PS3: LV0 Man-in-the-Middle Attack Description + Tools, by MikeM64. Full CFW for all PS3s next?

PS3 developer MikeM64 has released a full description of its hardware MITM attack on the PS3 after images of the attack were revealed a few weeks ago. The aim of this exploit is to fully unlock the LV0 (boot loader) on newer PS3 models, ultimately allowing full custom firmwares to be installed on the console.

PS3 Exploits – The Current Status

We mentioned it earlier, hacking a PS3 is doable on almost all models and firmware these days, although depending on your PS3 hardware you may or may not be able to install a Full Custom firmware. For most people, the difference between what they can use (PS3HEN) and a fully custom firmware is anecdotal, but LV0 remains the holy grail of PS3 hacking. MikeM64 has a great summary:

The PlayStation 3 has a very long homebrew history. When the PS3 was first released, Linux support was built in on day one! People had the option to install any PowerPC based distribution with full kernel support for the various system devices. This enabled all sorts of interesting applications like supercomputing clusters and a cheap PowerPC development box. There was some poking and poking from Linux to the hypervisor, but no one really bothered to dig too far until OtherOS support was removed from lightweight consoles. Following the release of GeoHot’s HTAB exploit, OtherOS was removed from all consoles in 3.21. This was the catalyst that opened the floodgates for full use of the console. I’ve summarized the current status of many exploits released for the PS3 console below:

Exploit execution Activated in LV1 Activated in LV2 Remarks
GeoHot HTAB interference Any? R/W Arbitrary HV memory N / A FPGA used to disrupt memory address lines
PSJailbreak Dongle 3.41 N / A Homebrew and Piracy in GameOS, OtherOS support restored Dongles exploit parsing of USB device descriptors to get code execution in LV2.
fail0verflow signal fail <= 3.55 Custom signed LV1 Custom signed LV2 Works on all consoles with a minver of <= 3.55.
Post 3.55/Sigfail era
lv0ldr Syscon Packet TOCTOU – Linux Dumping Any? N / A N / A The lv0 root keys were issued to allow decryption of all LV0 executables and login on <= 3.55 Minver consoles.
HEN <= 4.89 N / A Homebrew and Piracy in GameOS No OtherOS support
lv0ldr Syscon Package TOCTOU – HW Remix Any? Custom code in LV1 Custom code in LV2 Should work on all consoles with HW. That’s today’s topic!

After releasing the sigfail exploit, Sony attempted to re-secure the bootchain by moving all loaders to lv0 as they still needed to be discarded or exploited. This was a good stopgap until Juan Nadie and the Three Musketeers dropped lv0ldr and their exploit and keys were leaked. Once the LV0 keys were available, it was now possible to modify and re-sign all updatable code on older consoles. Consoles made after the sigfail release have been updated with new lv0 metadata (lv0.2) that are not vulnerable to the sigfail exploit.

For all consoles not vulnerable to Sigfail, HEN was released, which exploited both the built-in web browser and the LV2 kernel to enable both homebrew and piracy in GameOS. To date, this does not allow support for OtherOS or hypervisor modifications.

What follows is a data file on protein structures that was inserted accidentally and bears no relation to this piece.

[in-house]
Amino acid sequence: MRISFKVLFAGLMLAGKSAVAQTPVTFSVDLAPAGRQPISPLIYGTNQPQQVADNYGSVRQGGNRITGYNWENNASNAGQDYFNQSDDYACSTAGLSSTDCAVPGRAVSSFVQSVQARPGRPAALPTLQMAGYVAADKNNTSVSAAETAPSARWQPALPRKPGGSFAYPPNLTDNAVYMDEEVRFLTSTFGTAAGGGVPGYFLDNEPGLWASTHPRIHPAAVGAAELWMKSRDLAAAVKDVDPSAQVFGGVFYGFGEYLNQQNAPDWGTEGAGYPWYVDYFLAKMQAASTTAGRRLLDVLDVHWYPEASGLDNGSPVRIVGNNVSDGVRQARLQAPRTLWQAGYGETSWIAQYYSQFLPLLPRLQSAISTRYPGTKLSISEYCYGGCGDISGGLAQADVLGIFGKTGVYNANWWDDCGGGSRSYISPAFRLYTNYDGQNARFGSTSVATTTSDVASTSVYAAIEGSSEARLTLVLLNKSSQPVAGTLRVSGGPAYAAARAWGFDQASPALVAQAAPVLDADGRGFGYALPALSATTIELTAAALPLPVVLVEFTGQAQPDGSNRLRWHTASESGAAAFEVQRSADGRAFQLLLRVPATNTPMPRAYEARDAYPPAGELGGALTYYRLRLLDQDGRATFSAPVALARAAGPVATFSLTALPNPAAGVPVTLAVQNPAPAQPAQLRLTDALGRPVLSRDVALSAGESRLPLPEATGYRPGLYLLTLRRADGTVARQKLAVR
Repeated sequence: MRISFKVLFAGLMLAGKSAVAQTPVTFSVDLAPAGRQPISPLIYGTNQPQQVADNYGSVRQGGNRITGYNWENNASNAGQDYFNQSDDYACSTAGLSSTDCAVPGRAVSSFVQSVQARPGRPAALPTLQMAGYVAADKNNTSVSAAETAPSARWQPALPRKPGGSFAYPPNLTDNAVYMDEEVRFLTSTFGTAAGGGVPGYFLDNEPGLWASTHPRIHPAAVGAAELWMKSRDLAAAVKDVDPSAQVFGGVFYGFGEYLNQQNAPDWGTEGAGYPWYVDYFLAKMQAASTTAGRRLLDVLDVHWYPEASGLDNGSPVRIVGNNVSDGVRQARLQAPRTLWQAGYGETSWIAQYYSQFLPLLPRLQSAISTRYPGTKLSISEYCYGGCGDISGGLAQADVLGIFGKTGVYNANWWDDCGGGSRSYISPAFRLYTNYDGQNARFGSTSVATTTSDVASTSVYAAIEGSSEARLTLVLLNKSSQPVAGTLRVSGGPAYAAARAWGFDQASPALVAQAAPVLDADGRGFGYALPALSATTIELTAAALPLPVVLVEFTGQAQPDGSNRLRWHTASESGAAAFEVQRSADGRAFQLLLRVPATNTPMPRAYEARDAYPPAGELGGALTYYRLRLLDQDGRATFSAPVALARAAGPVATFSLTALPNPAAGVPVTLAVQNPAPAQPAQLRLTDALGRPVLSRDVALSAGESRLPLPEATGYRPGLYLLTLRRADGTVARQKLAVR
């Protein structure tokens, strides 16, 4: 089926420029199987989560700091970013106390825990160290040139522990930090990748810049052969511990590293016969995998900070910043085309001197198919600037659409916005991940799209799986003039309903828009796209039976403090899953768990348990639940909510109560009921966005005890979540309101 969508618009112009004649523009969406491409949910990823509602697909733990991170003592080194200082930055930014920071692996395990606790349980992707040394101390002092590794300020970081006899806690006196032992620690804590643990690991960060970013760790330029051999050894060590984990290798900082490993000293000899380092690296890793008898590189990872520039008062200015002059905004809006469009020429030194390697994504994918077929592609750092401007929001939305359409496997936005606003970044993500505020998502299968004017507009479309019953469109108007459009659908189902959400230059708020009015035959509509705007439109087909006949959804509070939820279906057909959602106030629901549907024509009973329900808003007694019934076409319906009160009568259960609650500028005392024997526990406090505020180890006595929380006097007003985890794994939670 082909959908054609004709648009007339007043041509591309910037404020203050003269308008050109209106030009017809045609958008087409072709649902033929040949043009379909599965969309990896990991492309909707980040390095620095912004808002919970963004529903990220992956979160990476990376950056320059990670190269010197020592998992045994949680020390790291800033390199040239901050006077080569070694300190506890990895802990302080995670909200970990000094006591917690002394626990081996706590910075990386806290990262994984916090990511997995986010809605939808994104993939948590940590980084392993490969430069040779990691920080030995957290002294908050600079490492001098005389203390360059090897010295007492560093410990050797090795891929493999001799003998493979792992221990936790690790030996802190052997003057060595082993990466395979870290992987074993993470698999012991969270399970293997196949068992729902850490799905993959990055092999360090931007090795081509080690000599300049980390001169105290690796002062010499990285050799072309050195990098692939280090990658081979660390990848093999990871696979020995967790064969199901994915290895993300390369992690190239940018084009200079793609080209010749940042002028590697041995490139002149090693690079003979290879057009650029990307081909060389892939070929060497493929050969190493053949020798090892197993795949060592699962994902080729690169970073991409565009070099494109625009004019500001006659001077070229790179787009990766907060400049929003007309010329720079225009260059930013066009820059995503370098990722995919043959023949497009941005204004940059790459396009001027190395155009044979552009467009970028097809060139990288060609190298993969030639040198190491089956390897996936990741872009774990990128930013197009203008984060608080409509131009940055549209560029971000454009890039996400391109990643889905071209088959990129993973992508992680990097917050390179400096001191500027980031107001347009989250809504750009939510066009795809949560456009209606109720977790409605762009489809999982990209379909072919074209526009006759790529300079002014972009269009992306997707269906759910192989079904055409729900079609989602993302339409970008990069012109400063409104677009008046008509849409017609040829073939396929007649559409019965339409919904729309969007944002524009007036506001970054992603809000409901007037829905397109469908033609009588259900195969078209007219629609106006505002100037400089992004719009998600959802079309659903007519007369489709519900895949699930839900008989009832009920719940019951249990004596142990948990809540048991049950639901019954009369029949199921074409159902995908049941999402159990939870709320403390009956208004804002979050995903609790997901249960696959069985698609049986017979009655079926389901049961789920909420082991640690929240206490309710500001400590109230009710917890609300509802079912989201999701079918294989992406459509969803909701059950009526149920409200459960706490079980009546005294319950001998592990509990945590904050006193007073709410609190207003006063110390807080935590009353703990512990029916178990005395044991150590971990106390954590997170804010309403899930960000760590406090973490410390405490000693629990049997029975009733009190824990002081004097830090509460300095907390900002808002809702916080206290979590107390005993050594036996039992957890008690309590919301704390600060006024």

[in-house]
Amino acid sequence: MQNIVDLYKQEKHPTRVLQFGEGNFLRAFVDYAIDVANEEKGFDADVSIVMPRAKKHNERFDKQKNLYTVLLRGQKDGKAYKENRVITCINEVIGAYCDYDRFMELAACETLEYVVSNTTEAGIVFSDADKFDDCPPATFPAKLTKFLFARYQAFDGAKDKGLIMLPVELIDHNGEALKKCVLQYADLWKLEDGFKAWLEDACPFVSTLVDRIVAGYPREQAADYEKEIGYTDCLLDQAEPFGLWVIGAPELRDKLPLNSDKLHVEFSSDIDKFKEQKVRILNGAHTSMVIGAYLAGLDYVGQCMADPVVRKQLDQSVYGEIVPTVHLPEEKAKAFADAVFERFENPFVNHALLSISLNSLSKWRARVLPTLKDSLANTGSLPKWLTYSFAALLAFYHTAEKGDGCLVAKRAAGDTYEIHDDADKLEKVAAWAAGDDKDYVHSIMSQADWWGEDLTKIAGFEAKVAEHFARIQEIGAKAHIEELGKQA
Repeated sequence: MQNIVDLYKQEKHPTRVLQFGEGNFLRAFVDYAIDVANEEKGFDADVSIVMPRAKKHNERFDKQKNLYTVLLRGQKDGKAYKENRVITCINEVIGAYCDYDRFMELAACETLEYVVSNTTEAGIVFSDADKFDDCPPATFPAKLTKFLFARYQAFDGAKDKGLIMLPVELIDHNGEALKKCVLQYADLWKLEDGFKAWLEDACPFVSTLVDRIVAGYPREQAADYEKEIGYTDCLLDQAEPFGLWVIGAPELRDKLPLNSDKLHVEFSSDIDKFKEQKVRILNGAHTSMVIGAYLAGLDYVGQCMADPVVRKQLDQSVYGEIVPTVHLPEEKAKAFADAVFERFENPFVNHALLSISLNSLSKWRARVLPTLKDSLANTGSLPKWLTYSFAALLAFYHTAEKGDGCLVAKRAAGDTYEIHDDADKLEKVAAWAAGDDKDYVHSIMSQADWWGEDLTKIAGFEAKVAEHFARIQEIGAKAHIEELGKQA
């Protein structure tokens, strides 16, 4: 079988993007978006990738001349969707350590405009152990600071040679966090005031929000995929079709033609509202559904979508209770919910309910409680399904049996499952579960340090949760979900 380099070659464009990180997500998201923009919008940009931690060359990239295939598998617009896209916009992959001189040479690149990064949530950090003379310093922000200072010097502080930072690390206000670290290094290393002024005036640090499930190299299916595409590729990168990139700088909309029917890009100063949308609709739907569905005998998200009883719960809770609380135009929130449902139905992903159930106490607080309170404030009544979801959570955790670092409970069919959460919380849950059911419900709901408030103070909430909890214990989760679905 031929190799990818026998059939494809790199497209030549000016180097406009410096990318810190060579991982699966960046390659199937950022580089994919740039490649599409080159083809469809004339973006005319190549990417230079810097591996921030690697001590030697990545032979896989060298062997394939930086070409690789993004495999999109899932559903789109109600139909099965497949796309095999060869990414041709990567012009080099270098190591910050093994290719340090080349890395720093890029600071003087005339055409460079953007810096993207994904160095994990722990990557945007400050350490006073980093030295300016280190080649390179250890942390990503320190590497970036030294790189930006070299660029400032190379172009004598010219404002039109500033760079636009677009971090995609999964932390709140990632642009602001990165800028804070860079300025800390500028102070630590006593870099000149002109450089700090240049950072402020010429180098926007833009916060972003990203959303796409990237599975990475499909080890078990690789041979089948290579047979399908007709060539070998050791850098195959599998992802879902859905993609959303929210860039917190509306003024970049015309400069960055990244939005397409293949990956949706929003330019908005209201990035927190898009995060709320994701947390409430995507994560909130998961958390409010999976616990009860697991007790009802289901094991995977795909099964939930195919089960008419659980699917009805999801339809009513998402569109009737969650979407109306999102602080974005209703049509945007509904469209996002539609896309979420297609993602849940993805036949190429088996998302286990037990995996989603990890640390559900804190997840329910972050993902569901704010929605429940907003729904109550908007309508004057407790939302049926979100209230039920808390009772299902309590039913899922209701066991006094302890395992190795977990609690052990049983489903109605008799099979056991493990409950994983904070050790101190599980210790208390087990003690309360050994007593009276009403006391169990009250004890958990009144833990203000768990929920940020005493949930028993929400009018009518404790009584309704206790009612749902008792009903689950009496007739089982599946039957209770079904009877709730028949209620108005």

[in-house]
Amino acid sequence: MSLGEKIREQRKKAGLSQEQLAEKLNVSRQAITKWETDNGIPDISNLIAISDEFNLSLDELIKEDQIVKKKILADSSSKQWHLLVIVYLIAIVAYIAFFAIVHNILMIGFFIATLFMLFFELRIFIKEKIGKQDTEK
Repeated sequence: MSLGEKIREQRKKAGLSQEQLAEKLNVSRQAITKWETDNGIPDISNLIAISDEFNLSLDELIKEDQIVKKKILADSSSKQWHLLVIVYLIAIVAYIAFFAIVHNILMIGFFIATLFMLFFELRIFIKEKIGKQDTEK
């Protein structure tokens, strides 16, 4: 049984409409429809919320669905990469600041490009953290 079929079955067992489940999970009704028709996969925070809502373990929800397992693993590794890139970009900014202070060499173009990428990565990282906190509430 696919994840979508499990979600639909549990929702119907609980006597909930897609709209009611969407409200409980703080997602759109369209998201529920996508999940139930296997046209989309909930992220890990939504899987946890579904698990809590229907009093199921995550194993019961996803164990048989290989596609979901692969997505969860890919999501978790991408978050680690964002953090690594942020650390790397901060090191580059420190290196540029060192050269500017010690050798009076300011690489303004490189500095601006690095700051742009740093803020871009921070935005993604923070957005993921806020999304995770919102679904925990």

In other words, to gain complete control over all PS3 models, LV0 hijacking is essential and MikeM64 has achieved that with a bit of hardware and a lot of trial and error.

Using PS3 LV0 with hardware

The general idea was to reproduce a software vulnerability from the 3.55 era that led to an LV0 key dump (the “3 Musketeers” leak). MikeM64 writes:

That lv0ldr The exploit used to dump lv0ldr targets the processing of syscon packets between syscon and cell. It was discovered in lv0 that the code managing the reading of syscon packets contained a TOCTOU bug that rereads the packet header after validation.[…]

This problem alone would not normally be enough to exploit lv0ldr. You would need to be able to time memory writes and insert into the MMIO area containing the syscon packet buffer to pass the first checksum and then write the new header to exploit the memcpy of any size. The window of opportunity to exploit this is extremely, extremely small. Fortunately, thanks to the debugging facilities IBM left in the cell, we can extend this window of time at will. For both normal and isolated SPUs, we can turn on interrupts for all MFC transfers in or out of the SPU. This allows us to halt the execution of lv0ldr on each memory access, activating the exploit and emitting lv0ldr.

MikeM64 gives in-depth details on how to perform the hardware hack and provides all the necessary tools for fellow hackers to work on the next steps, including CFW support for all PS3 models. It is now probably only a matter of time before that happens.

The hardware required is “simple” (but the skills involved are not), namely a Teensy 4.0 and an Arty-S7 50 (although MikeM64 states that this could easily be ported to any Arty A-series) and their associated generic cables .

You can check the entire description here.